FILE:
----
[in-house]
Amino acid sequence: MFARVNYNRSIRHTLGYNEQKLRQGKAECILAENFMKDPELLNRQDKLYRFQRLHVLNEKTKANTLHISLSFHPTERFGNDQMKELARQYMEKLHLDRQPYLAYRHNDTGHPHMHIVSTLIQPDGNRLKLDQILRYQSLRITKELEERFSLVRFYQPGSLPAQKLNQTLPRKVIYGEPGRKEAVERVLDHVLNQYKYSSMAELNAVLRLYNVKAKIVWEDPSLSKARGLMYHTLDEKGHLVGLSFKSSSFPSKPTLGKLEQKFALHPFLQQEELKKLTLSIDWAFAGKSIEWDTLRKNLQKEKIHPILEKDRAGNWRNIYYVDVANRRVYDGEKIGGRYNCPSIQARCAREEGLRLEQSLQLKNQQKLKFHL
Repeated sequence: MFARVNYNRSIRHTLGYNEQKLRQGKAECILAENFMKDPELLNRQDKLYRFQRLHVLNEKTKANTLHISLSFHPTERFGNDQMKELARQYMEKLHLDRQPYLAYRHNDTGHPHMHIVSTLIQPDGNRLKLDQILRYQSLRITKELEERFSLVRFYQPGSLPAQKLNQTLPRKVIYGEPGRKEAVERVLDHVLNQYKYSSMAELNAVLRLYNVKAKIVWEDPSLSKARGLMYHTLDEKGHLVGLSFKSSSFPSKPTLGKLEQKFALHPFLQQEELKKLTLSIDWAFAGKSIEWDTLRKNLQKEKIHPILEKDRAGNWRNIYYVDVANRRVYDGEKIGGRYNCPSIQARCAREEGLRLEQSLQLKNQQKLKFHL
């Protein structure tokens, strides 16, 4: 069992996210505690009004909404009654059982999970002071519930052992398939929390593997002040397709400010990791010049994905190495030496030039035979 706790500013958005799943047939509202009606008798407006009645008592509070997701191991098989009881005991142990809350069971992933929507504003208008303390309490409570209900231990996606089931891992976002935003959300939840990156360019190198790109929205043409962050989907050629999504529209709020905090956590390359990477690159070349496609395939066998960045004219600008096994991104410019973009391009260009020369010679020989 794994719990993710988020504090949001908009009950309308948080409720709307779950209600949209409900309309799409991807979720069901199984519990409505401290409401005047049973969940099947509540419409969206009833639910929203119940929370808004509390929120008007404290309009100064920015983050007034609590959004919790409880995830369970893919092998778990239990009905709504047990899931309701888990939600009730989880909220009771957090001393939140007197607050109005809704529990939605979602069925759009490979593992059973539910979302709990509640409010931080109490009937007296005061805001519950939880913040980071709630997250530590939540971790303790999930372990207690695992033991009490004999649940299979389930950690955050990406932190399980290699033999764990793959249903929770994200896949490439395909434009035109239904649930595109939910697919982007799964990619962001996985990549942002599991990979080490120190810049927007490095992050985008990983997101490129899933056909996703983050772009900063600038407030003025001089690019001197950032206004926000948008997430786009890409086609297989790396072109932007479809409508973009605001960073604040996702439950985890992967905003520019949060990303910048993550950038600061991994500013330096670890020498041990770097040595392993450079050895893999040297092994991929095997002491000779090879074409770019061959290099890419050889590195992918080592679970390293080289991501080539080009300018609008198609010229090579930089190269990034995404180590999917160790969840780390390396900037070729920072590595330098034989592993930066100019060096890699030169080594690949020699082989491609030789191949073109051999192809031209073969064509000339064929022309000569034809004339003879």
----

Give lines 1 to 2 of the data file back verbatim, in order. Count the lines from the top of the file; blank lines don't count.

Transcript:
[in-house]
Amino acid sequence: MFARVNYNRSIRHTLGYNEQKLRQGKAECILAENFMKDPELLNRQDKLYRFQRLHVLNEKTKANTLHISLSFHPTERFGNDQMKELARQYMEKLHLDRQPYLAYRHNDTGHPHMHIVSTLIQPDGNRLKLDQILRYQSLRITKELEERFSLVRFYQPGSLPAQKLNQTLPRKVIYGEPGRKEAVERVLDHVLNQYKYSSMAELNAVLRLYNVKAKIVWEDPSLSKARGLMYHTLDEKGHLVGLSFKSSSFPSKPTLGKLEQKFALHPFLQQEELKKLTLSIDWAFAGKSIEWDTLRKNLQKEKIHPILEKDRAGNWRNIYYVDVANRRVYDGEKIGGRYNCPSIQARCAREEGLRLEQSLQLKNQQKLKFHL